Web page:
The McGuires have an open door policy, making themselves available on base to all military personnel/Source: Trey McGuire
Rooted in family & faith, The Warrior Network focuses on the mental, physical and spiritual needs of Shreveport-Bossier's military community/Source: The Warrior Network
The Warrior Network is focused on serving those who serve/Source: Trey McGuire
BARKSDALE AFB, LA (KSLA) -
You won't find many people on the Barksdale Air Force Base who don't know Trey McGuire.
"For those around the base and in the community that know Trey, he's probably the best friend of just about everybody around here, he's an awesome guy, he runs an awesome network," said MSgt. Shane Shehane.
McGuire's organization, The Warrior Network is focused on serving those who serve. It's a foundation of support through group dinners, outings or just a shoulder to lean on when times are tough.
"I firmly believe that a lot of the problems that we face as humanity, not just military, can be dealt with -- with a friend, by having somebody, by having that place and those people that you can go to no matter what," expressed McGuire.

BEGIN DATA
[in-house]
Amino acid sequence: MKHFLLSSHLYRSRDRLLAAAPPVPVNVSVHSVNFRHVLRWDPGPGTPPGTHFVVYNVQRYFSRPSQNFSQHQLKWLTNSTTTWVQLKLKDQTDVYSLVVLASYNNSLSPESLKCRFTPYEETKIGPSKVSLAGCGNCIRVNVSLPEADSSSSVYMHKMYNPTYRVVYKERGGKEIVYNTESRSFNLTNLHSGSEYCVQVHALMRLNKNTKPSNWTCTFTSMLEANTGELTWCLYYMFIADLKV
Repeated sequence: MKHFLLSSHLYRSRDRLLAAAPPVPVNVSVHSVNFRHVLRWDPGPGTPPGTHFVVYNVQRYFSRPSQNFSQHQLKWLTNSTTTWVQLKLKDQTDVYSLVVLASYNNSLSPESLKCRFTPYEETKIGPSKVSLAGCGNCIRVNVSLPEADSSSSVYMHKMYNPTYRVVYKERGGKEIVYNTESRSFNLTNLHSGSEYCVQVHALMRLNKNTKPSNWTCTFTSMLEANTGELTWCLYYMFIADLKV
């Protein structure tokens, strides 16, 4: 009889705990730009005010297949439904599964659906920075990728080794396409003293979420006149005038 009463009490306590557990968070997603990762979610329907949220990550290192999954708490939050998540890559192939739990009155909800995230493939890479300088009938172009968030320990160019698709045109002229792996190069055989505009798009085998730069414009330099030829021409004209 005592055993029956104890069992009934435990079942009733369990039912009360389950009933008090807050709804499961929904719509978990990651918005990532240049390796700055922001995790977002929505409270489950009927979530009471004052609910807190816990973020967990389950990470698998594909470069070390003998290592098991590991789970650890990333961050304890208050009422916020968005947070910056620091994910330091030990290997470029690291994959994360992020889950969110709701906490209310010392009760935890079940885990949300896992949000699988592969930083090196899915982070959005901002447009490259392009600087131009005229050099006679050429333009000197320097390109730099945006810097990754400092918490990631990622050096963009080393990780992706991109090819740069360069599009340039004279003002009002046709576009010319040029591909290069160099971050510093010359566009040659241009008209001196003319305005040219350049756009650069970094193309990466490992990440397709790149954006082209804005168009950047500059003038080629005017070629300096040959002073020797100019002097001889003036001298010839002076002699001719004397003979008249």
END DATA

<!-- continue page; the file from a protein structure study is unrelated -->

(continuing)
McGuire himself is no stranger to hard times.
"My dad is in prison, that was a very public thing. We've lost two babies through a miscarriage. I've had to personally file bankruptcy because of issues and mistakes and things, that we don't normally talk about," he continued.
McGuire says The Warrior Network is a calling, a way for him to use his experiences to help others.
While The Warrior Network is a faith-based organization, he says it's the differences and life experiences that keeps bringing people together.
"The faith part doesn't matter, but most of the time in that, it leads us to a conversation sometimes about faith and they know that if they ever have questions like that we are safe place for that, they also know if they don't we're not going to judge them, we're not gonna look at them wrong, we're not gonna push them away. We're going to actually bring them in right there with us, and do what we do with an understanding that 'hey we are different people, and that's OK that's perfectly fine'."
Trey and his wife have an open door policy, known for stepping in when others would walk away.
"It's messy, it's real, it's authentic, it's a place where they can just be themselves; come in and just let go of everything that's bothering them with no strings attached, no worries, no cares and just be themselves," said McGuire, "and we're gonna love them. we're going to accept them just as they are."